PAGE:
Mycoplasma hominis is commonly involved in genitourinary tract infections. We report a 59-year-old man who developed a M. hominis-associated mediastinitis following acute tonsillar infection.

1. Background

Mycoplasma hominis is a bacterium frequently isolated from urogenital and respiratory tracts of asymptomatic healthy individuals [1]. In patients with risk factors for infections, for example, immunosuppression, trauma, or poor cardiorespiratory function, it may induce systemic infections [2]. In this paper we report the development of mediastinitis due to M. hominis following tonsillar abscess.

2. Presentation of the Case

A 59-year-old man with septic shock and purulent mediastinitis was admitted to our observation on June 1, 2015, to undergo thoracotomy. History revealed that on May 24, 2015, for a tonsillar abscess he was hospitalized in the Otolaryngology Unit in another Italian city, and an empiric antimicrobial treatment was started.

Four days later (May 28), for a septic shock he was admitted to the Intensive Care Unit (ICU) of the same hospital where a computer tomography (CT) revealed the presence of pleural emphysema and right pulmonary embolism, while a culture of pus, taken at the time of the admission, showed an infection sustained by the group F of Streptococcus beta-haemolyticus. A treatment with amoxicillin and enoxaparin was started; a thoracic drainage was also positioned with an initial improvement of symptoms (body temperature 37.3°C, blood pressure 108/65 mmHg). On June 1, clinical conditions acutely impaired (body temperature 39°C, blood pressure 100/60 mmHg), while the CT of head and thorax documented a large abscess from the left tonsil to the anterior mediastinum and retropharyngeal and paracardiac regions up to right lung where an emphysema was developed. No radiological signs of pulmonary embolism were showed. Physicians performed the drainage of the retropharyngeal abscess but due to the impossibility to treat the thorax abscess, on June 2, the patient was transferred to the ICU of our hospital.

At the admission (June 2), the patient was unconscious with a body temperature of 39°C, blood pressure was 100/60 mmHg, and heart frequency was 105 bits/min arrhythmic, while respiratory rate was 55/min; electrocardiography excluded the presence of an ischemic heart disease but documented a supraventricular fibrillation; therefore, amiodarone was quickly started. Biochemical findings showed an increase in creatinine plasma levels (1.8 mg/dL; CKD-EPI: Chronic Kidney Disease Epidemiology Collaboration: 53), C-reactive protein (CRP; 32 mg/dL), erythrocyte sedimentation rate (ESR 125 mm/h), procalcitonin (PCT 9 ng/mL), and white blood cells (16,900 per μL) and a decrease in blood platelets values (84,000/mL), supporting the diagnosis of septic shock. The patient underwent emergency thoracotomy with a left enlarged cervicotomy, a debridement of the infected tissues, and drainage of the mediastinum. Both abscess biopsies and samples of pus were sent to the bacteriological laboratory for a microbiological evaluation. At this time a treatment with nadroparin (0.6 mL), amoxicillin + clavulanic acid (1 gr/8 h), and pantoprazole (20 mg) as well as parental nutrition was started.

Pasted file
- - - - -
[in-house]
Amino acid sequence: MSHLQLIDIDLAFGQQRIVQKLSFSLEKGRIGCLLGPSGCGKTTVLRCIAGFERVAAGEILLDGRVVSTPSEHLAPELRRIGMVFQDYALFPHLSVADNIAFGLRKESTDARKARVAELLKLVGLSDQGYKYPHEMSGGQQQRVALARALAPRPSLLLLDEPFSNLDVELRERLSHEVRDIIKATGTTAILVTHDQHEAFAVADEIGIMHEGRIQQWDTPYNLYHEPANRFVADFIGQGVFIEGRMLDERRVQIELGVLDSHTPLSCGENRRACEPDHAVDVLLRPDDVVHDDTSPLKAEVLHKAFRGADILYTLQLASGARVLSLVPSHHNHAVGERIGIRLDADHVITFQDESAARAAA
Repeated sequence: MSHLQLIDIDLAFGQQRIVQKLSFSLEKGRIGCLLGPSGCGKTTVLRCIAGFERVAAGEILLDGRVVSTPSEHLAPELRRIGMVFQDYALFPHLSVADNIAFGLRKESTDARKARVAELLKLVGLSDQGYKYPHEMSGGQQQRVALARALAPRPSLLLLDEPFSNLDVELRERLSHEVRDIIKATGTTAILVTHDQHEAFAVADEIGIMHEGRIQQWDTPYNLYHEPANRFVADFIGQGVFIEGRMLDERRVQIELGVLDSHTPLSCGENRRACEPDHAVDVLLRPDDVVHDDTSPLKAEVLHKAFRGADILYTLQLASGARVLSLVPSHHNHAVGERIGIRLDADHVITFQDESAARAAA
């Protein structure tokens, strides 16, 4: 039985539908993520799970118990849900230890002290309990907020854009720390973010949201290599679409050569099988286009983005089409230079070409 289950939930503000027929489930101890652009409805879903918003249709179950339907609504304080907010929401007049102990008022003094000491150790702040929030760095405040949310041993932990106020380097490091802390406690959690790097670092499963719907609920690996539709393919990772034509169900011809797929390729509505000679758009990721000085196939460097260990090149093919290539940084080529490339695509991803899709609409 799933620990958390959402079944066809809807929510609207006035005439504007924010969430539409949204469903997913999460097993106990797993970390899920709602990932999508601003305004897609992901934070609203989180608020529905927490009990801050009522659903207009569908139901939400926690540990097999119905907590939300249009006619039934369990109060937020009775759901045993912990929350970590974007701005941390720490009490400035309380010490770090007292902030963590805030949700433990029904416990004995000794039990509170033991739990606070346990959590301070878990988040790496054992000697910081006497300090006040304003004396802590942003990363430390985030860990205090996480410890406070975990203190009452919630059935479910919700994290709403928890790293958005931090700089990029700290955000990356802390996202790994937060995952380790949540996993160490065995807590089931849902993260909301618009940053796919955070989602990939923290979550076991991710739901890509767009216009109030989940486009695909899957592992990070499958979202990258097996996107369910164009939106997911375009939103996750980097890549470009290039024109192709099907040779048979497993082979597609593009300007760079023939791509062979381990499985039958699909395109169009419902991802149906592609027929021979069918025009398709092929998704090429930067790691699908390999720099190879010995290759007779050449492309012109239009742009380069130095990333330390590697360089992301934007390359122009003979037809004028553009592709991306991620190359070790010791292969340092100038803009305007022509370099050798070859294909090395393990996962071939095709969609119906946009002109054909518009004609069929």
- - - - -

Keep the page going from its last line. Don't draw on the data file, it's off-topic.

On June 7, microbiology tests revealed the presence of anaerobic culture with pinpoint colonies in the blood agar Schaedler plates.

On June 9 and 18, the patient underwent two thorax surgical revisions and on 18 June amoxicillin + clavulanic acid was stopped and replaced with meropenem and linezolid. On June 22, mass spectrometry (Maldi-Tof MS bioMerieux) revealed in cultures obtained on June 1, 9, and 18 the presence of M. hominis, confirmed by MycoView (Zeakon Diagnostics, France).